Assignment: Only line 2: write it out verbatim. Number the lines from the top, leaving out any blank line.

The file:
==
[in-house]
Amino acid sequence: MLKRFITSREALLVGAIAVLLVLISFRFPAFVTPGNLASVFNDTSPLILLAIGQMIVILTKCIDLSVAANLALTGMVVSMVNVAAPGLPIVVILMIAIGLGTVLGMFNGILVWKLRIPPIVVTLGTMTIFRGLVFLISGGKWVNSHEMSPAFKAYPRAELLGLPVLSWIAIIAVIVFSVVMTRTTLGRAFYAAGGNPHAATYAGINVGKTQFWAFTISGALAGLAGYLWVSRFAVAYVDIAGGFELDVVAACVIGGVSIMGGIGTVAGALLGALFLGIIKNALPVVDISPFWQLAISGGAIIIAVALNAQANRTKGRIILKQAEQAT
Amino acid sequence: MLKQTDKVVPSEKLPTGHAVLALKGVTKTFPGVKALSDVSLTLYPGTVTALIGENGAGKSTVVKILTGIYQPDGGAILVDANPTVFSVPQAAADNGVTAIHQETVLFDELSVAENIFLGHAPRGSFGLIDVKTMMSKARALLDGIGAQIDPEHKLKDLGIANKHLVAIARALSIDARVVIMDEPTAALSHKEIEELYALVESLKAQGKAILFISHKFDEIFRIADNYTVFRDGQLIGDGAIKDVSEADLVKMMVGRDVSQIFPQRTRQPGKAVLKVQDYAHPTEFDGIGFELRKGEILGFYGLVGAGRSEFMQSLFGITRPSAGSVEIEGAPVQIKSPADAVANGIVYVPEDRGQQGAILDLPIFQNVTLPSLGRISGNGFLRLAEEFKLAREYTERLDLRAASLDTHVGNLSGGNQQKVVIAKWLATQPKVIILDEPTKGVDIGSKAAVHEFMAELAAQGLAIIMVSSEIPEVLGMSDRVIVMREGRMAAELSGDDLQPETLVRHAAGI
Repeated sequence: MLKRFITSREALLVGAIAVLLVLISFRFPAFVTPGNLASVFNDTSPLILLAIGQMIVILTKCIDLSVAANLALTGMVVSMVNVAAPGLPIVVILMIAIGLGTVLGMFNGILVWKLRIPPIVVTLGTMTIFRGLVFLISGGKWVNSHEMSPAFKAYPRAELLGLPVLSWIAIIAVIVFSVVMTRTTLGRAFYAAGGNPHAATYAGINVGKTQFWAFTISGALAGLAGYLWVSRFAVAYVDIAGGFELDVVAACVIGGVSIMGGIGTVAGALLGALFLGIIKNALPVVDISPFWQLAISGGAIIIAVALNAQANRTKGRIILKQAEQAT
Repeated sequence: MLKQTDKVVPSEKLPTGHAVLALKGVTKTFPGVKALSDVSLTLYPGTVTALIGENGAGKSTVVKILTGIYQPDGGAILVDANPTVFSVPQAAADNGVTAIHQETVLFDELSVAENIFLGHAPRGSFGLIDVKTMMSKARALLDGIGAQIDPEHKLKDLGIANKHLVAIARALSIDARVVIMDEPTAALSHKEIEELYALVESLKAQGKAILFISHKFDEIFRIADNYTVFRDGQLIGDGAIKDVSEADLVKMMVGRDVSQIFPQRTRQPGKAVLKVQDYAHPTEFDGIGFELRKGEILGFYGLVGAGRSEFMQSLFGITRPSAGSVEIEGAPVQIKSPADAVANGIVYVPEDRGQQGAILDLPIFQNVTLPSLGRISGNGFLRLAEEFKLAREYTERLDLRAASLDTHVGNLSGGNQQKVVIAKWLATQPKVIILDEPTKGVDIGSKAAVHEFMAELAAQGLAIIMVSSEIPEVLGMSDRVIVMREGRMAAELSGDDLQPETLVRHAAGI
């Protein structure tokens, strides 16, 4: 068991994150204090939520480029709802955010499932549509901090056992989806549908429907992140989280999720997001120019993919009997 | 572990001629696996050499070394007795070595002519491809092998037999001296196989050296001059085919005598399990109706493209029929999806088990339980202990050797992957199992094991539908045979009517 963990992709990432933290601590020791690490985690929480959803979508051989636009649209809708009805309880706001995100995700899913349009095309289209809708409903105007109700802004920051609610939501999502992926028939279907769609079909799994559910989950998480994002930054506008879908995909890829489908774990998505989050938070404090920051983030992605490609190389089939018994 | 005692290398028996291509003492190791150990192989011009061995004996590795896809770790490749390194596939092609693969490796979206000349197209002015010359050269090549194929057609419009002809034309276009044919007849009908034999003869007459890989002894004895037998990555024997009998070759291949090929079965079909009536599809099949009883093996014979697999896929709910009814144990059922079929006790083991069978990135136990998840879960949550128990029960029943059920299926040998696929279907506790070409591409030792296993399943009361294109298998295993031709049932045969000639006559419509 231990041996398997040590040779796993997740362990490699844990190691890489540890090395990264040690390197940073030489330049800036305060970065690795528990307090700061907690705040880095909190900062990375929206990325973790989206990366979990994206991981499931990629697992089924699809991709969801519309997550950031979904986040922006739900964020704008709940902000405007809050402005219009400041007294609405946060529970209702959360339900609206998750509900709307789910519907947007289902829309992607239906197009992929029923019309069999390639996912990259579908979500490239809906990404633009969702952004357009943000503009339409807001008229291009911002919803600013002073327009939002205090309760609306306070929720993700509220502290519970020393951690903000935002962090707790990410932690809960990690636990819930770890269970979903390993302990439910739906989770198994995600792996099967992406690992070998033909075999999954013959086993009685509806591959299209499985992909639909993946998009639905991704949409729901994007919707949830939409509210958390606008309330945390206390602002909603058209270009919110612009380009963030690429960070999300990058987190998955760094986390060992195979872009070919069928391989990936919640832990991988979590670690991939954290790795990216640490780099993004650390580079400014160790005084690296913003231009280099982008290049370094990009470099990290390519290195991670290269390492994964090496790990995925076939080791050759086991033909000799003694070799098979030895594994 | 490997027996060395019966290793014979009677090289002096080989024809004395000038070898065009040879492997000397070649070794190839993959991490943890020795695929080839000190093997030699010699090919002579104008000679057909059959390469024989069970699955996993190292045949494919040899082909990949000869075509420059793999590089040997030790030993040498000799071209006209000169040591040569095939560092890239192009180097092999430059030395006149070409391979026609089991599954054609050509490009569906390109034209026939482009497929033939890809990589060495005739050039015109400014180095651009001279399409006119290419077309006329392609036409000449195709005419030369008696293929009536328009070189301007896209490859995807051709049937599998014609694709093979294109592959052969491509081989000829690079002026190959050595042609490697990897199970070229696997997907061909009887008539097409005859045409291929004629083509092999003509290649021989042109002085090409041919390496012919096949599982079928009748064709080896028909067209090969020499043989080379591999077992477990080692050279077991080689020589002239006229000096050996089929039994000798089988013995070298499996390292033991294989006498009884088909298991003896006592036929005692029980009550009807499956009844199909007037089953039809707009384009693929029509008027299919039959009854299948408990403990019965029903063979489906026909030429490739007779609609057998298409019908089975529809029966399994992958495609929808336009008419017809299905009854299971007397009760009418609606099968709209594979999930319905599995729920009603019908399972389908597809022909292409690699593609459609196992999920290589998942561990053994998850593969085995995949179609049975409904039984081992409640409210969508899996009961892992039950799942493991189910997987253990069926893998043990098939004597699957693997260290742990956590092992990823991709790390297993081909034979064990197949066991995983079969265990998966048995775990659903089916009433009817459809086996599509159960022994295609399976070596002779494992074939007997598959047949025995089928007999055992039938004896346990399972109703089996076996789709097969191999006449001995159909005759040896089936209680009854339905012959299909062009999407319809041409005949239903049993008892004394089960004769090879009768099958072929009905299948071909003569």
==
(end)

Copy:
Amino acid sequence: MLKRFITSREALLVGAIAVLLVLISFRFPAFVTPGNLASVFNDTSPLILLAIGQMIVILTKCIDLSVAANLALTGMVVSMVNVAAPGLPIVVILMIAIGLGTVLGMFNGILVWKLRIPPIVVTLGTMTIFRGLVFLISGGKWVNSHEMSPAFKAYPRAELLGLPVLSWIAIIAVIVFSVVMTRTTLGRAFYAAGGNPHAATYAGINVGKTQFWAFTISGALAGLAGYLWVSRFAVAYVDIAGGFELDVVAACVIGGVSIMGGIGTVAGALLGALFLGIIKNALPVVDISPFWQLAISGGAIIIAVALNAQANRTKGRIILKQAEQAT